DEPARTMENTS Education Environment City Enterprise Municipal Police Housing Economy City Planning Cultural Heritage Land Issues Municipal Engineering Social Welfare and Health Transport Council
The site offers the possibility to connect the greenbelt to the waterfront
Not far from Denmark, BIG won the competition to design the new town hall for Tallin, the capitol and largest city of Estonia. In an ideas competition in which 81 designs were submitted, BIG’s concept came away the winner. Located to the north of the medieval city center, BIG sought to “create a new urban typology that combines the human scale and intimate experience of the medieval townscape, with the public space and municipal symbolism of the modern extension.” The ideas is to “create an open and permeable public institution, extending both town centre and public park all the way to the water’s edge.”
By submerging the ring road, heavy traffic will dissappear leaving easy access for bikes and pedestrians.
Traffic currently acts as a barrier separating the medievil city from the waterfront
Starting from a programmatic diagram, the various components of the town hall were arranged in a way to make the architecture more transparent, not simply by cladding a traditional building in a relentless glass curtain wall, but by twisting, rotating and pulling apart various building components to increase the level of porosity within the building. Each square of program is hinged to create a village of public departments, each housed in a basic square layout for adaptability, yet rotated and connected in such a way to maximize daylight and views for much of the department perimeter, a strategy that is not typically associated with the standard rectangular box that houses much of our built environment. By restructuring traffic, the green ring will connect the medievil city with the new town hall
> Public Village
> Public Village
Being in a predominantly cool climate, the building fenestration is strategically placed to take advantage of passive solar heating. Through solar access analysis, the team was able to calculate the amount of solar exposure that each face of the building would receive dependent on its orientation. Most of the glazing is oriented to the south, east, and west with very little oriented to the north in order to reduce the amount of heat loss.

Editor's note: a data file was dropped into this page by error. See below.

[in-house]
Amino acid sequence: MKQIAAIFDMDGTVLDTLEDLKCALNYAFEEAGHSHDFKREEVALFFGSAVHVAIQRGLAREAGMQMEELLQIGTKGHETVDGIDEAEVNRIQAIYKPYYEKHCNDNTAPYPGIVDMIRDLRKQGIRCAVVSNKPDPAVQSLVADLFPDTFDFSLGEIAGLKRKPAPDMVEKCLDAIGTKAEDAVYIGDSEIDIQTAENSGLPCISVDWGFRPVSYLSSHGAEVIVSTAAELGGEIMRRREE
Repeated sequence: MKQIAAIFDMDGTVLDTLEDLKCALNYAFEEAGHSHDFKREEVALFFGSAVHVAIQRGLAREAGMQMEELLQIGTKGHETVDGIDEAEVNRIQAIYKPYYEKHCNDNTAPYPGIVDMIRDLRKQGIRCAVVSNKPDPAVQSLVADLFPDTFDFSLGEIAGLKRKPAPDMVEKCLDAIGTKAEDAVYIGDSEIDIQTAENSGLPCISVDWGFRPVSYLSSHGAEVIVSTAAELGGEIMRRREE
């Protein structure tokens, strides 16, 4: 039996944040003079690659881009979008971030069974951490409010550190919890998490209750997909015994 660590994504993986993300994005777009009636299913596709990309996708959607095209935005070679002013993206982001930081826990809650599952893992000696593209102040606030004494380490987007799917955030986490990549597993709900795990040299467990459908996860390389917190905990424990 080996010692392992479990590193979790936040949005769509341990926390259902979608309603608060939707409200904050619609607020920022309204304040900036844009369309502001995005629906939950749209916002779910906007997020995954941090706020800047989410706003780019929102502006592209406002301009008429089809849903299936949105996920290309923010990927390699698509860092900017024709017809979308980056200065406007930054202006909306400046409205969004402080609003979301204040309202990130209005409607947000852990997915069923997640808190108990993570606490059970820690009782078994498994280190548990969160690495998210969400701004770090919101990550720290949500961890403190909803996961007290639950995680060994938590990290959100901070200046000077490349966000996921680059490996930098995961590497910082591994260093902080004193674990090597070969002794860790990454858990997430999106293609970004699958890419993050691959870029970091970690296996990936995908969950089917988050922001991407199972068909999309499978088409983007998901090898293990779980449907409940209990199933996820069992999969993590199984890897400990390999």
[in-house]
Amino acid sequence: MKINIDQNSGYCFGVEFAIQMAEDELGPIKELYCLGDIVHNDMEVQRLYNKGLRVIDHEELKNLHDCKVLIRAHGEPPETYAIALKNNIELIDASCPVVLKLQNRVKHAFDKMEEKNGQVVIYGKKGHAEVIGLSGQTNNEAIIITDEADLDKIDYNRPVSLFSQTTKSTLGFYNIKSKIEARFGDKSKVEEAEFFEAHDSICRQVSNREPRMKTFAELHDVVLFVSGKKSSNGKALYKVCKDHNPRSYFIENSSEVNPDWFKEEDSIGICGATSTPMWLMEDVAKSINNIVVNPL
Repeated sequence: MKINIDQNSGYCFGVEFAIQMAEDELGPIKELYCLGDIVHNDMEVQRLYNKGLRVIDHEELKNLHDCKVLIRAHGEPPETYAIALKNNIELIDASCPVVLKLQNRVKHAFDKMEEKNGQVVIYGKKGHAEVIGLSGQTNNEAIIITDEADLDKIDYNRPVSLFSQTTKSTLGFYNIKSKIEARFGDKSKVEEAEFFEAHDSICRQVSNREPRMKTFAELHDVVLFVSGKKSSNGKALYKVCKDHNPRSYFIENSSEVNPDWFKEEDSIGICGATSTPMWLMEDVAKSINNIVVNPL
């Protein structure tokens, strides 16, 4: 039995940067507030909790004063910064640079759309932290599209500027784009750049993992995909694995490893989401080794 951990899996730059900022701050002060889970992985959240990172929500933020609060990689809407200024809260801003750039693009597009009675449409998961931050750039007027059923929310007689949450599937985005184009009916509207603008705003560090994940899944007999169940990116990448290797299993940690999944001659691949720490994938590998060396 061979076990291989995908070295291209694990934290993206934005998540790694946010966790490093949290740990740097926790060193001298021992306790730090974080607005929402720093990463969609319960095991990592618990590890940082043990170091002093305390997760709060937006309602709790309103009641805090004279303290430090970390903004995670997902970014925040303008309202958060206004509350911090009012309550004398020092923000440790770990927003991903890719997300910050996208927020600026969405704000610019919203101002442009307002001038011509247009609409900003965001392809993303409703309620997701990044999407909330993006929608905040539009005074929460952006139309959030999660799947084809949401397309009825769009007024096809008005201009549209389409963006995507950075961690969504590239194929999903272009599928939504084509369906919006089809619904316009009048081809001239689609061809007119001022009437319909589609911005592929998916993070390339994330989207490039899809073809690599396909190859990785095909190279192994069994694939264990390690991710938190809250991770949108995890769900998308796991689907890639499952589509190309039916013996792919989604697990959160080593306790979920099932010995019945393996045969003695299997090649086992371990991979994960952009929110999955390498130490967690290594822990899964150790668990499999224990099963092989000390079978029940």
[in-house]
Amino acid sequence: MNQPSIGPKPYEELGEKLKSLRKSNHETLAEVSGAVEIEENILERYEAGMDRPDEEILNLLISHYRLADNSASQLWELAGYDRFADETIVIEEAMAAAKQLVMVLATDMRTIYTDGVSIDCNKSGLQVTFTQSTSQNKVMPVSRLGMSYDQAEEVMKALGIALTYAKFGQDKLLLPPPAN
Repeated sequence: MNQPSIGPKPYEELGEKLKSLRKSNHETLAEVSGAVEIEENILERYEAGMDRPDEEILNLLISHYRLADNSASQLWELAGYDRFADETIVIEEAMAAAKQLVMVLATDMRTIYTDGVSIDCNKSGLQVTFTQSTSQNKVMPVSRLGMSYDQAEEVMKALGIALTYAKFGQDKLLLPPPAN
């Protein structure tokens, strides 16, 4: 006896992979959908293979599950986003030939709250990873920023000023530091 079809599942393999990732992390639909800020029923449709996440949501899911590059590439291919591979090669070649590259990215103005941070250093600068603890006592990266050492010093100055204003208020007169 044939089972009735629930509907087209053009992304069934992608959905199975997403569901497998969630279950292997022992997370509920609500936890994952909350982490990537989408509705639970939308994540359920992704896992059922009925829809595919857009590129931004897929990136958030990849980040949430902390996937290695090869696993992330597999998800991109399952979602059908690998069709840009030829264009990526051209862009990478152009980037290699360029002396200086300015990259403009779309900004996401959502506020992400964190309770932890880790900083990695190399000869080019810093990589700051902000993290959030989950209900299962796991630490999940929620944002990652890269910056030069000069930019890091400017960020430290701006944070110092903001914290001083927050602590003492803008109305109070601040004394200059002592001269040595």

Sustainability is an important part of the design process at BIG. Bjarke Ingels is very adamant in pointing out that “sustainability has been seen as a general question of how much of our existing quality of life are we prepared to sacrifice in order to become sustainable…Sustainability is a design challenge. It’s a question of making sure we design our cities and buildings in ways where we actually allow people to maintain and even improve their quality of life.”
The seven grand lightwells allow daylight to enter the market place at the ground floor.
> Public Village
Inherent in the Public Village is the courtyard. A traditional European typology, the courtyard building allows the natural flow of light and air. In a traditional sense, this usually meant rectangular buildings with a monolithic building mass surrounding the perimeter of the courtyard, resulting in a very stark relationship between solid and void, inside and out. Rather than focusing on designing the building around a courtyard, BIG seems to play with the building massing, freeing the designer from the constraints of the traditional courtyard and allowing the concept to evolve as a symbiotic resultant of the manipulation of